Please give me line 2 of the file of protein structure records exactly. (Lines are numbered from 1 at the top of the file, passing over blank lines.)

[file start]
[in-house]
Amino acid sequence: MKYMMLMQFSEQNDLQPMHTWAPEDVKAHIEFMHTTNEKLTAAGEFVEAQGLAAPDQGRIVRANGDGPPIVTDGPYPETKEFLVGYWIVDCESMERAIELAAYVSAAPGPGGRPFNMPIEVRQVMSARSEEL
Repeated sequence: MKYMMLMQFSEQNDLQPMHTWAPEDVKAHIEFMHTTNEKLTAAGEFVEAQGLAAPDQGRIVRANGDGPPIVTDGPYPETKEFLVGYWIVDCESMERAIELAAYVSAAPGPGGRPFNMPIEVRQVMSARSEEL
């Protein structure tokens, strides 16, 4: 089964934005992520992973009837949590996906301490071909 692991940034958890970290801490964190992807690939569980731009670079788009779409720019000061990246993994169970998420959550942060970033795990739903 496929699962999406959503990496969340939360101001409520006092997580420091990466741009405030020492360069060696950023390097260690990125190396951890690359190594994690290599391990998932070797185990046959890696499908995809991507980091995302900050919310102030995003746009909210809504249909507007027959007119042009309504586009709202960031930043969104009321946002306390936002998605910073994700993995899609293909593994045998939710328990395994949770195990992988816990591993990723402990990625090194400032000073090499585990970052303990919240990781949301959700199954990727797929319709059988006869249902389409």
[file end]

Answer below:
Amino acid sequence: MKYMMLMQFSEQNDLQPMHTWAPEDVKAHIEFMHTTNEKLTAAGEFVEAQGLAAPDQGRIVRANGDGPPIVTDGPYPETKEFLVGYWIVDCESMERAIELAAYVSAAPGPGGRPFNMPIEVRQVMSARSEEL